Sometimes the lack of will results in a cessation of doing things that one loves or for which one has real passion because the person is disconnected from themselves – the loss can be very destabilizing.  Sometimes there is an increase in self-medication through alcohol or drugs or food.  Sometimes there is a perseveration on the loss – an inability to move from the position of loss

I have had this experience a number of times and can feel the shift in energy.  Recently my dear girlfriend died of cancer.  I knew she was leaving so I could prepare myself, and yet even with that I could feel the cords being ripped from me when it was her actual death time.  I fell to the ground it was so destabilizing.  Perhaps because I was more prepared for this event I was able to recover more quickly than in earlier events of loss, but it still took time to reintegrate the loss into my field of energy.

My college boyfriend died 28 years ago today – and still, every year, no matter how beautiful the day, no matter how perfectly fulfilled I feel in my life, no matter how much love I feel from my husband and children, I feel it and remember that it is the day, March 21, on the day.

We have an energetic memory of intense, positive, loving, connections.  The ripping experience can heal, but there is always scar tissue of a sort and that reminds us on the day of the tragedy of our loss.

We are spirit, matter, energy beings;  not just flesh and blood also spirit and energy make up our beings, and that which affects our spirit is powerful both positively and negatively.

This is also the reason that drugs, even the most benign recreational drugs and alcohol, are so debilitating.  I know it isn’t popular to say this but these substances really do muck up our energy and physical fields.

Other intense, emotional experiences also leave their mark on our energy fields.  This is what we see with the habit reaction patterns and triggering experiences of post traumatic stress reactions.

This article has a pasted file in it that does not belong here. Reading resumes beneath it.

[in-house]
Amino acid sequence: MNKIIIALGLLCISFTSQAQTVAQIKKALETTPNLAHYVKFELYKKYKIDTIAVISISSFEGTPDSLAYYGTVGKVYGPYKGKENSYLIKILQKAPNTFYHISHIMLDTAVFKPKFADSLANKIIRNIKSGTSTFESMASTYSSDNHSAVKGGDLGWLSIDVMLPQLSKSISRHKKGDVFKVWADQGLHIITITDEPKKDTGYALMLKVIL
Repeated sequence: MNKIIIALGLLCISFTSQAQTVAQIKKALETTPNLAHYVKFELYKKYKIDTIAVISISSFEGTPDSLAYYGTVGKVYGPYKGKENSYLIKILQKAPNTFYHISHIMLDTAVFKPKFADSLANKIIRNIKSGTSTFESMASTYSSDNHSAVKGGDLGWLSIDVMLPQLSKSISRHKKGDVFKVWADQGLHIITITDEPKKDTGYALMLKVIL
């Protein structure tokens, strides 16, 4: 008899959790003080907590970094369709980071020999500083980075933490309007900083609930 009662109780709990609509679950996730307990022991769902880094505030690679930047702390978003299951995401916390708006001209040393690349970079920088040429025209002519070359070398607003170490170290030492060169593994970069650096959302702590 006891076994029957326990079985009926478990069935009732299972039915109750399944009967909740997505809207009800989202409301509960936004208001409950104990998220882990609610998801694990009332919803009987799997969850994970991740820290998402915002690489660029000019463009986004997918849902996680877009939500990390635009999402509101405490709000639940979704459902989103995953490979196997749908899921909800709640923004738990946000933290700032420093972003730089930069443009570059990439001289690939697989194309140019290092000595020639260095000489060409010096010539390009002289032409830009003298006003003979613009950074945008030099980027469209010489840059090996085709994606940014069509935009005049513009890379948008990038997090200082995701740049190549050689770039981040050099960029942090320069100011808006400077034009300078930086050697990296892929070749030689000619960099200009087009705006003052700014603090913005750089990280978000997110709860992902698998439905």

These are soul, or spirit, traumas as well as physical and emotional.  Healing the spirit is paramount for actual healing to take place.

The most healing action is forgiveness.

Forgiveness is a difficult concept for many because they connect to it cognitively, or from a logic perspective; as such they feel forgiving means allowing others to act badly, or in the event of the loss – denying the importance of the lost one.

Forgiveness means letting go of the pain of the act or pain of the loss; it’s an un-linking of the effects on your spirit so that you are again free to be wholly in the world.

Forgiveness allows you to return to balance of spirit, mind and body; return to what I call neutral, so that the injury is not spinning you out into dis-ease.

Review your stance and being in the world, is there something to which you are giving energy that is a soul loss that is spinning you out of balance in your focus and actions in your life?

If it is a loss of a loved one, all you can do is to gently try to reconnect with yourself, while bringing your relationship with that person forward in your life simultaneously trying to forgive the loss.

If it is a traumatic action then using some of the mindful techniques previously discussed to un-link the action and who you are, will allow for a letting go of the negative effects and a reconnection to your full self.

See you tomorrow.